The current paradigm of injectable drug delivery has stagnated since the early 2000s. Despite recent innovations, like the launch in Europe of the first electromechanical reusable and connected auto-injector (UCB’s CIMZIA ava Connect® in early 2021), almost all new biologic drugs are launched with specific and undifferentiated self-injection options: a spring-based mechanical auto-injector (e.g., SHL’s Molly® and Ypsomed’s Ypsomate®) and a prefilled syringe, often with attached safety device, (e.g., Becton Dickinson’s UltraSafe Passive™). This now-common set of options only serves two classes of patients well. 


The auto-injector appeals to patients who wish to avoid seeing a needle and can patiently wait for an injection to complete–albeit with sometimes ambiguous cues. The prefilled syringe works well for patients who are not needle phobic and prefer the control over the injection speed. Outside these two classes of patient, either device technology represents a compromise: patients may have to accept a medication with reluctance, need someone else to administer it for them, or seek non-injectable therapies that may require more frequent dosing, dietary restrictions, or a greater risk of serious adverse events (note the recent warnings and use restrictions placed on oral JAK inhibitors by FDA).¹ The lack of enthusiasm that arises from having only suboptimal device options may increase the risk of  poor adherence and poor persistence on therapy.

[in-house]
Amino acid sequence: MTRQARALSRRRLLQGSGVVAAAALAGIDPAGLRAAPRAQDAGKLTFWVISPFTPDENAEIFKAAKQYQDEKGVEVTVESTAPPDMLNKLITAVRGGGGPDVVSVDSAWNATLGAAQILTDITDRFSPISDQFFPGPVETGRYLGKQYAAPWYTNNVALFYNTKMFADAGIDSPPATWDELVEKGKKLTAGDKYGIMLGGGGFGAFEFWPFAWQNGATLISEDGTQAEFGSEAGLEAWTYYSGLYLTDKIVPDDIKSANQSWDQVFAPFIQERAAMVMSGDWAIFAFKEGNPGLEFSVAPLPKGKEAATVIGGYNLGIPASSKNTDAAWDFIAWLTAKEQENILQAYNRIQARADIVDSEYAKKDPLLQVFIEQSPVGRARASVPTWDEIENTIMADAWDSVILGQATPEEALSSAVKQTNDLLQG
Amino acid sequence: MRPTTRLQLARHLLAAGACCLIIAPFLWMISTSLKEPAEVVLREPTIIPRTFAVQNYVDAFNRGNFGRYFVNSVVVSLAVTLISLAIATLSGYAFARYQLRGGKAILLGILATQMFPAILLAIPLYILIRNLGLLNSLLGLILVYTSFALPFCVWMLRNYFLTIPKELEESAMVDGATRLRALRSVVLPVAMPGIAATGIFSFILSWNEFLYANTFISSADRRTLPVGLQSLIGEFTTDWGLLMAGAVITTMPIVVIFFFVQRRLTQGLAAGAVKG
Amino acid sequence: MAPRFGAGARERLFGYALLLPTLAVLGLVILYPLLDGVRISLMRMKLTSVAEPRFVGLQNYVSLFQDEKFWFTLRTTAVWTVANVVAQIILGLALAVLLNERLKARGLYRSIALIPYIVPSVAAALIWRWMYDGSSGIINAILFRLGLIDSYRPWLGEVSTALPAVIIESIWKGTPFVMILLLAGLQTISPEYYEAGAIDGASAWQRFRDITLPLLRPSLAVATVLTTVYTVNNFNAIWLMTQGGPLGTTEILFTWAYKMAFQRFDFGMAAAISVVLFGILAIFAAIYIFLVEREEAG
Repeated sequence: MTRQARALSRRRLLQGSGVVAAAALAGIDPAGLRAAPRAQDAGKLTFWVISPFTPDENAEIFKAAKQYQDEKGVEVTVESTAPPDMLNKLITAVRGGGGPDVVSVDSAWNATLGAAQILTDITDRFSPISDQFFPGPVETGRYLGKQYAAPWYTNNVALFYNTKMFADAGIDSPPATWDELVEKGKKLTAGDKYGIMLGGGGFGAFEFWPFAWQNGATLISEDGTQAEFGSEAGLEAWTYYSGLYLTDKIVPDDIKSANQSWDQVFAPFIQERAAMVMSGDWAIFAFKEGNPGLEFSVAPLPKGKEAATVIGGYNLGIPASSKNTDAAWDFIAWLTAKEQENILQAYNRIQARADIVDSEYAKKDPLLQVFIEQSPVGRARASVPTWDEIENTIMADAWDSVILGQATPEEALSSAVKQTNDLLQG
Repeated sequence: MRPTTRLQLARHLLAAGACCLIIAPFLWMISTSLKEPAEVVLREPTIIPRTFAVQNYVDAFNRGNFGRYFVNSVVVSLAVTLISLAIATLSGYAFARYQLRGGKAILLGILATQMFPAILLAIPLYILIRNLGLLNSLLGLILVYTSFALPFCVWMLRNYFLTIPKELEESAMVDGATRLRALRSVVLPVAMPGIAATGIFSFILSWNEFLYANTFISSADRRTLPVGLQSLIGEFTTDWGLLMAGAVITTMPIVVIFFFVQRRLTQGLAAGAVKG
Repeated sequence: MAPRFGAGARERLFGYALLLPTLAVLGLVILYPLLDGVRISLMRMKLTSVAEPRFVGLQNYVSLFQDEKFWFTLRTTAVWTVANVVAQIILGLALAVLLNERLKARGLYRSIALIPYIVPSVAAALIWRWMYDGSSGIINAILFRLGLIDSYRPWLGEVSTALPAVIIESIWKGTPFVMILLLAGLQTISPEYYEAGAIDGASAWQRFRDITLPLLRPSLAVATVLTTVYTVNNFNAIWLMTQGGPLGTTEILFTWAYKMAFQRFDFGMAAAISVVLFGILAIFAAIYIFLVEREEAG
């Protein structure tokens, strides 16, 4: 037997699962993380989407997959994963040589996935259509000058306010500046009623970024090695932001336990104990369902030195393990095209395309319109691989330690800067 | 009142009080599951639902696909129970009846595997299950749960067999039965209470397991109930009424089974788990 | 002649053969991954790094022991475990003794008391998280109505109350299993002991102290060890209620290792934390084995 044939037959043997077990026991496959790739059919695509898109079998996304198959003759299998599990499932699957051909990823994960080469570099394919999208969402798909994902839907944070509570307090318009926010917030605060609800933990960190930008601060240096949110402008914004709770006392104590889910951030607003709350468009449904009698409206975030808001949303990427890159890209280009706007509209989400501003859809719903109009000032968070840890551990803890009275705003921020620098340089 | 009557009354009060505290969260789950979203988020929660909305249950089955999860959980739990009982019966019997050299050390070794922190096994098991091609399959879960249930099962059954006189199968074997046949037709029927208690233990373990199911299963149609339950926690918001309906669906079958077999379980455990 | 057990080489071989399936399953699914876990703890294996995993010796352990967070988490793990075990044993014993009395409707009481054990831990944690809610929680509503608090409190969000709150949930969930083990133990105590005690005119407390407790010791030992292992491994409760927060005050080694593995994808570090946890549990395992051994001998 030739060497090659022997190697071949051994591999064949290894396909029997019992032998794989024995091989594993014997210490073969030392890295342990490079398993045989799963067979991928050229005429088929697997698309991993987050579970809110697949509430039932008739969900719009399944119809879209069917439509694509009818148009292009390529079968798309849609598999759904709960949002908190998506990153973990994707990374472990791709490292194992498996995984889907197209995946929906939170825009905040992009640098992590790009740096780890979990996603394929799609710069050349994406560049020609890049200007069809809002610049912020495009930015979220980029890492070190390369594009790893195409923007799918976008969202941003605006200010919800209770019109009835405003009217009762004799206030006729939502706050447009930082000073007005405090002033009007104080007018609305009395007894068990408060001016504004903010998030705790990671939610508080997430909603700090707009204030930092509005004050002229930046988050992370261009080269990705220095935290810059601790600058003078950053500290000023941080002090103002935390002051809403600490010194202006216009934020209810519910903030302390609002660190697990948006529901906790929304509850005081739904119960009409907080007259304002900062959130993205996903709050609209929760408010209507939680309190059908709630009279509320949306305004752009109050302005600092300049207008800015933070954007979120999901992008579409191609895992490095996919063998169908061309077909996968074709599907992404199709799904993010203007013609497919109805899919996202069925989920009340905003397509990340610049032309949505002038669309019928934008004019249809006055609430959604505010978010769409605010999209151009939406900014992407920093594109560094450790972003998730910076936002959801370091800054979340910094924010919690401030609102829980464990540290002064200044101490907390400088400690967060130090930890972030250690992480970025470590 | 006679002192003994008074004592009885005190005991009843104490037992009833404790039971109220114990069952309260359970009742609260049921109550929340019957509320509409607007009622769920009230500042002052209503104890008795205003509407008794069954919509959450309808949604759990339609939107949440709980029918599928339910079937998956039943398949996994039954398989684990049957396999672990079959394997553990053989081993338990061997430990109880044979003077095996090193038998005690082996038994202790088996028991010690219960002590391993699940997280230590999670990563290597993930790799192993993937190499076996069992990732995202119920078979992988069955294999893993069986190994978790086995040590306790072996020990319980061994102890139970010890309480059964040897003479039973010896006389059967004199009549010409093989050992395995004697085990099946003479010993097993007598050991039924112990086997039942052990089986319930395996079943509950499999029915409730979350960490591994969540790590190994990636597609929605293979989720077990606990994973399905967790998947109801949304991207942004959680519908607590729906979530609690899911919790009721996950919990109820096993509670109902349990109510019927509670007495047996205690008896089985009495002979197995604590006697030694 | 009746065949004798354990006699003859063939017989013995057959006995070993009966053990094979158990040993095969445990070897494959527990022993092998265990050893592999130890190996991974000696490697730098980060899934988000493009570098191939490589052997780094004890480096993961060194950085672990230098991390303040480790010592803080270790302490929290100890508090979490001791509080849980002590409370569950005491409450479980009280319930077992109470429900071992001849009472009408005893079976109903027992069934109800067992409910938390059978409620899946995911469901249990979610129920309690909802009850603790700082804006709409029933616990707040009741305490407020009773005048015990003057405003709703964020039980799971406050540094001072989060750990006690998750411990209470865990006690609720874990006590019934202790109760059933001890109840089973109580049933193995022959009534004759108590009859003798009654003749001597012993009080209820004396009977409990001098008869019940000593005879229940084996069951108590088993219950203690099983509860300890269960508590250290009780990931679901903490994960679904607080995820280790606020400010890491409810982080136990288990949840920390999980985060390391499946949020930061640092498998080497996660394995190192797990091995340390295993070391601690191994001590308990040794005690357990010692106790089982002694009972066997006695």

Additionally, the trend towards larger volume injections for patients makes these devices even less friendly to use and thus reduces their appeal.  This trend is a byproduct of the need for increased doses for either efficacy reasons or as a way to make dosing less frequent. Typical biologic concentrations are ≤200 mg/mL; with increased dose needs there becomes a trade-off between concentration which leads to higher drug volume or viscosity, which results in drug-delivery solutions that either take more time or force to inject. An example of this can be seen in the Instructions for Use for the AJOVY® autoinjector, which instructs patients that they will need to press and hold the injector against their skin “for about 30 seconds”. This is a product consisting of 1.5 mL of 150 mg/mL of fremanezumab. With the trend towards larger volume injections for patients–we note 2mL autoinjectors with similar use characteristics recently being approved for Dupixent® and Cosentyx® and more products studying 2mL devices clinically–it seems the burden on patients will not lessen anytime soon.